Smoking advocacy group Forest has called for a review of the smoking ban, and the introduction of smoking annexes in pubs, after a report it commisioned claimed the ban had decimated the trade.

The report commissioned by Forest on the tenth anniversary of the ban argues the policy has contributed to the closure of some 11,383 pubs in England over the past 10 years, particularly wet-led community pubs in poorer areas.

Figures obtained by Forest from CGA Strategy show a decline of 20.7% pubs since the smoking ban was introduced in 2007.

London has 2,034 fewer pubs than in 2006, North West England has lost 1,788, Yorkshire is down by 1,589 and the South East has a net loss of 1,013.

The biggest decline in pub numbers has been in the Midlands where there are 2,560 fewer pubs than before the smoking ban, a drop of 23.7 per cent.

While Forest accepts the fall in the number of pubs is not solely down to the ban, and part of a long-term trend and other factors such as the recession, the report found there was a clear acceleration in closures after it was enforced.

According to the report, ‘Road to Ruin? The impact of the smoking ban on pubs and personal choice’, many communities have lost important meeting places and social hubs, contributing to social isolation.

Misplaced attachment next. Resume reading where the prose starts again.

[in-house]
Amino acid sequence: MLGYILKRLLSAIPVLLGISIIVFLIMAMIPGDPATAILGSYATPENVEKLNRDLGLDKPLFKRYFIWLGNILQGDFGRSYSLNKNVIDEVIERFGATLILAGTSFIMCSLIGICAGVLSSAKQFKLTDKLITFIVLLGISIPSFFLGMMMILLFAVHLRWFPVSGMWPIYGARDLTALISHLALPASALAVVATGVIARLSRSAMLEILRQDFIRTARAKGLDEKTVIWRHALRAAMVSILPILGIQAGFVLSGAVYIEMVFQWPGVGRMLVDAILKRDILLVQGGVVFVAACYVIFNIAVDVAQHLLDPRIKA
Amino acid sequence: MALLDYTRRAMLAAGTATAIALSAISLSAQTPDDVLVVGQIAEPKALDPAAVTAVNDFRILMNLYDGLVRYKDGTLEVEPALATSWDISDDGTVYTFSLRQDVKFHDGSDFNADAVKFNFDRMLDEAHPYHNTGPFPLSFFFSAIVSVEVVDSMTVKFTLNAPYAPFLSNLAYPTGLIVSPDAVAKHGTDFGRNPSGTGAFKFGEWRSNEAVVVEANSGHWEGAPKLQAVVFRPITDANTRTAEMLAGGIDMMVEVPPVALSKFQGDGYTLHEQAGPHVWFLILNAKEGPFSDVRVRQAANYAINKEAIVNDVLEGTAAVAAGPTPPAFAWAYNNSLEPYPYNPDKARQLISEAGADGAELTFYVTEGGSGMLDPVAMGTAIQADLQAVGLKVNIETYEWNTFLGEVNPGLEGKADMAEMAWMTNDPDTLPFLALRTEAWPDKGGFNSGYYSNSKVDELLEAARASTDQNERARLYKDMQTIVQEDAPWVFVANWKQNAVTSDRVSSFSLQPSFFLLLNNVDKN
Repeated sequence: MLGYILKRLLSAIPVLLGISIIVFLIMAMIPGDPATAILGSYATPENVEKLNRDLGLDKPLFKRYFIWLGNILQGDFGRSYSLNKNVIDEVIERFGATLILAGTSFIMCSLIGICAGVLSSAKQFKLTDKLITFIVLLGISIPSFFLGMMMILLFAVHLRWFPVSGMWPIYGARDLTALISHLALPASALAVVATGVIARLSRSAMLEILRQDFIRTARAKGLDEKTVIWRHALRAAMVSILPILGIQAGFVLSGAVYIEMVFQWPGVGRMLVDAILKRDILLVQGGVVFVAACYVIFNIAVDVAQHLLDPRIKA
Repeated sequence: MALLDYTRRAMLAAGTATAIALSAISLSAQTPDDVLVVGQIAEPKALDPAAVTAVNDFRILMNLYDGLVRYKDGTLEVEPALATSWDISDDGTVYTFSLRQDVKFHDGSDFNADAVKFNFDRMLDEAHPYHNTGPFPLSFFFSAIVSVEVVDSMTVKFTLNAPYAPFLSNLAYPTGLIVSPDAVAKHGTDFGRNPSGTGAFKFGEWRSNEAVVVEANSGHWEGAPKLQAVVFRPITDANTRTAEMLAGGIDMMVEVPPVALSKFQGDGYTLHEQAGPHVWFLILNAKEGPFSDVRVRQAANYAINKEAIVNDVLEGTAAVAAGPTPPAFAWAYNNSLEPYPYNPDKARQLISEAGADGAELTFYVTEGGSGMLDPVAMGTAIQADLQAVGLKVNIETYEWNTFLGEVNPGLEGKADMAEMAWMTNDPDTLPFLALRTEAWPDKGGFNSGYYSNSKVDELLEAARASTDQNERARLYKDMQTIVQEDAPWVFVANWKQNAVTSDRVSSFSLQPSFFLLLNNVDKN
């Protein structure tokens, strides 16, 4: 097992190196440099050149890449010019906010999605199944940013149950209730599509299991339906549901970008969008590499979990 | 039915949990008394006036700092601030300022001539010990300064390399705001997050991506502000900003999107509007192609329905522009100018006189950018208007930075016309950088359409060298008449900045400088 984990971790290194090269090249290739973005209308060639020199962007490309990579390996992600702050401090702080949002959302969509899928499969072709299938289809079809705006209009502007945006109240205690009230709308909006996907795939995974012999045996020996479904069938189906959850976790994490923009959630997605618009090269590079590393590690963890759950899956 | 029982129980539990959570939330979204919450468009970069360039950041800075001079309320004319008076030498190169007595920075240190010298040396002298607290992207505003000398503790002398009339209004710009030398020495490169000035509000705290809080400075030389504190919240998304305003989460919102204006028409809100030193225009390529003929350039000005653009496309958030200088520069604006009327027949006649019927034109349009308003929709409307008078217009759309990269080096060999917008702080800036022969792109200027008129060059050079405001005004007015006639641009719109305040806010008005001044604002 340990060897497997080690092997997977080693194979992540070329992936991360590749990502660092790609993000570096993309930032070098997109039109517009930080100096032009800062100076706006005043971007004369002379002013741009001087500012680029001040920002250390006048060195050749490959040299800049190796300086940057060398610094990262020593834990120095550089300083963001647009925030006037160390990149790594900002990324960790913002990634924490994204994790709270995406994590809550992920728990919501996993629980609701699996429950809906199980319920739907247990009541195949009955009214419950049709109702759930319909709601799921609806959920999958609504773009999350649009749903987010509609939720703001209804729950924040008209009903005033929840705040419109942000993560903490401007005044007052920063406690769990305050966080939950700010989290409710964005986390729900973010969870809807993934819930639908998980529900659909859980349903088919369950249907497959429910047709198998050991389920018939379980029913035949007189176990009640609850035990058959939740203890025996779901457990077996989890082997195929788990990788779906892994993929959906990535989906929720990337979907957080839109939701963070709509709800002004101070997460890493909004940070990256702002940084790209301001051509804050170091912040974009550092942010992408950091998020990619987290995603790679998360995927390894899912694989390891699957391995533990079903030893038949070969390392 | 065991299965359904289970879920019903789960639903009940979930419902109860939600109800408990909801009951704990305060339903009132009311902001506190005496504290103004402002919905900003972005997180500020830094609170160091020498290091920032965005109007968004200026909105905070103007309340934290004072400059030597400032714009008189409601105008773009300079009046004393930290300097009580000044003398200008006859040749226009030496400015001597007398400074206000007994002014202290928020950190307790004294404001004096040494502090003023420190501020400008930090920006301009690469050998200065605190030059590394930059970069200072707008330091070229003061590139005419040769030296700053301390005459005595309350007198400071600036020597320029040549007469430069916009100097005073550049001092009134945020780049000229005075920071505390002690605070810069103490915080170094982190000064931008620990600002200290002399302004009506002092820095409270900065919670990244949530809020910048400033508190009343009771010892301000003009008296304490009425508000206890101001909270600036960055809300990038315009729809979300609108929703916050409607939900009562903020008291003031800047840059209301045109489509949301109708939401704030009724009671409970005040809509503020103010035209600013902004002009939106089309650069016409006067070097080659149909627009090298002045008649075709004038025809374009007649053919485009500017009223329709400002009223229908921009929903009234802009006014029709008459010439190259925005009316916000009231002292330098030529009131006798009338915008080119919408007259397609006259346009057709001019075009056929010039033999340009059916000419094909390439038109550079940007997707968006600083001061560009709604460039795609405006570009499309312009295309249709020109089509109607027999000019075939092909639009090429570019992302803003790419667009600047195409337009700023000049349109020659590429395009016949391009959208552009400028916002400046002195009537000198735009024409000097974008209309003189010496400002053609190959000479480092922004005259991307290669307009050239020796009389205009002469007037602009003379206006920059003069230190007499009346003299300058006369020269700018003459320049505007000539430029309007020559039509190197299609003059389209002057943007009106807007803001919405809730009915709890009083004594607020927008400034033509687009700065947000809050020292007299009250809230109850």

Report author, Rob Lyons, said: “The smoking ban has been a kick in the teeth for the traditional British boozer, especially in our urban inner cities. Ten years on from the introduction of this damaging policy the government should order a full review of the impact of the legislation and consider alternatives to the current comprehensive ban.”

Simon Clark, director of Forest, said: “Allowing separate well-ventilated smoking rooms or relaxing the unnecessarily strict regulations on outdoor smoking areas would reignite freedom of choice and give publicans greater control over their business.

“Proposals to extend the smoking ban to outdoor areas including beer gardens will be fiercely resisted. Smoking is a legitimate activity and pubs must be allowed to accommodate adults who choose to smoke.”

While the report questions the evidence that second-hand smoke is harmful, anti-smoking group Ash says decades of research proves breathing in other people’s smoke is damaging to health.

In response to claims the ban has hurt the pub trade, an Ash spokesman said: “In fact, between March 2007 and March 2008, the number of premises with licenses to sell alcohol increased by 4,200.

“And following the introduction of the smoke free laws, more people reported that they went to the pub more often than reported they went less often.”

Ash said studies had showed British pubs “weren’t dying they were just adapting and evolving as they always have done”.

Association of Multiple Licensed Retailers (ALMR) chief executive Kate Nicholls said there was “very little appetite for the reintroduction of smoking inside pubs” among members.